I had some kind of weekend. Not the good kind. The “dreaded phone call” kind. And from that, I reached to something I wrote from my own website www.lisafischersaid.com I posted after our best friend died. Below is the edited version of that post.
I present to you:
Tips for that Grieving Friend
I, like so many people, have experienced grief. I have told publicly many times my story about losing my mother and custodial parent when I was 12, and how I was plucked up from my home in Gretna, LA, a suburb of New Orleans and sent to live with cousins in Arkansas for whom I am eternally grateful. The first cousin who adopted me became my mother, and I’m sad to report, she died over the weekend. Suddenly. She was 76 and was in good physical health but had experienced considerable mental decline.
- Don’t say, “call me if you need anything.” Those in grief don’t know what they need. They probably can’t even think of your name if pressed. Grief affects memory. Just do something for the grieving family.
- Don’t stay too long when serving them. If you take food, drop it off. Then scoot out the door. Those in grief have a hard time watching you in those awkward moments where you are weeping more than the grieving family.
- Don’t say, “God needed an angel.” Or “God won’t give you more than you can handle.” Neither is biblical. Just stop it.
- “I know how you feel.” No, you don’t. You haven’t lost the loved one that person lost. Everyone’s grief is so unique.
- “When my (husband, brother, wife, mother, sister, daughter) died, I…” No one asked you. I hate to be blunt. But come on. You had your time. Just listen.
Now some things you can say and do.
- “I’m sorry.”
- “I will miss your loved one, too.”
- “I have a housekeeper coming tomorrow.” This was something I did for my best friend when her 56 year-old husband dropped dead. Even though she’s my bestie, I asked her, “would you rather strangers come clean your home or friends?” She quickly answered, “strangers.” I got the message loud and clear. She didn’t want to be judged by friends on her home. I get it. So Molly Maid came a couple of times and that helped her so much.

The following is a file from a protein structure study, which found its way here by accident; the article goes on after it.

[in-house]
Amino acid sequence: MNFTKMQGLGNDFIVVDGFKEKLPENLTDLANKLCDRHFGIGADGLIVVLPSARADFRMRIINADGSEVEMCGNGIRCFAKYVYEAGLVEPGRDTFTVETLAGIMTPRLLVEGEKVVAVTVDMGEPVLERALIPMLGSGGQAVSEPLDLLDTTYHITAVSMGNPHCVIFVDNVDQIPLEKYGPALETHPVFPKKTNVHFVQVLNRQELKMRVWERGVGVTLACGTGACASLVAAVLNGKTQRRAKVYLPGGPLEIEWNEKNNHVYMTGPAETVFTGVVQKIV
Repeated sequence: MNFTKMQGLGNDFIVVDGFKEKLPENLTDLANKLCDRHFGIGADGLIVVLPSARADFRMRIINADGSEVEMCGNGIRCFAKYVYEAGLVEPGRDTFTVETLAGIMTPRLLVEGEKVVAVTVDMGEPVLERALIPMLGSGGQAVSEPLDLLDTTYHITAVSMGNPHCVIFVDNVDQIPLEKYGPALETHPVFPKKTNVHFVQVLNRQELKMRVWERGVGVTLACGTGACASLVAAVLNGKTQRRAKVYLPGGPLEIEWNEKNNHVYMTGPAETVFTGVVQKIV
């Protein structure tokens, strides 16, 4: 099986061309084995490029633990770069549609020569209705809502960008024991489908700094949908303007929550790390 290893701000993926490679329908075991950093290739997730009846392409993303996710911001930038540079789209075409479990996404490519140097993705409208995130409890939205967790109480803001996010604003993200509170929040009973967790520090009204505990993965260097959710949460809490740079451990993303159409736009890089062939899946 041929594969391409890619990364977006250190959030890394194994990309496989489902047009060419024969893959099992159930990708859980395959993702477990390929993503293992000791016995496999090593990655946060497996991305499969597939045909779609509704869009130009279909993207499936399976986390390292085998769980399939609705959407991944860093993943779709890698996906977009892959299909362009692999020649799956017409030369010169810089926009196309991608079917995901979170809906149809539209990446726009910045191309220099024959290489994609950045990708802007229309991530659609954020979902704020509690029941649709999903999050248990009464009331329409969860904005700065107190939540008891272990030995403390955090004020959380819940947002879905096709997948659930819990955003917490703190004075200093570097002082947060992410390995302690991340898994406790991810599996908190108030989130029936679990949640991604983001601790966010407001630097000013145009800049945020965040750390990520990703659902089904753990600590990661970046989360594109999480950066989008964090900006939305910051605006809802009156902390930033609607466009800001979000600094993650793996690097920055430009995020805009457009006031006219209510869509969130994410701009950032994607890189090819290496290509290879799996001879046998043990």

- We live in the south. We always feed people when someone dies, a baby is born, or a new neighbor moves in. Food is always a great idea. You can begin a meal train by using an online source for people to sign up.
- Take paper products. Those don’t spoil.
- What about clothing? I know this sounds petty but depending on family size, everyone needs funeral clothing. Some families have different standards than what you have so find out. New clothes? Thrift store clothing?
- Clean up the family’s yard or wherever they will be receiving guests.
- Plant flowers or have something nice in the front yard to show signs of life in the home.
- Help with the obituary if you’re a writer. It’s one way I knew for certain I could serve my friend. My friend Christina and her family still thank me often.
- The Bible says to “Rejoice with those who rejoice, grieve with those who grieve.” There is a time for both. They will see joy again; it just might take more time than you could ever imagine.
Here is the obituary I wrote for today’s newspaper.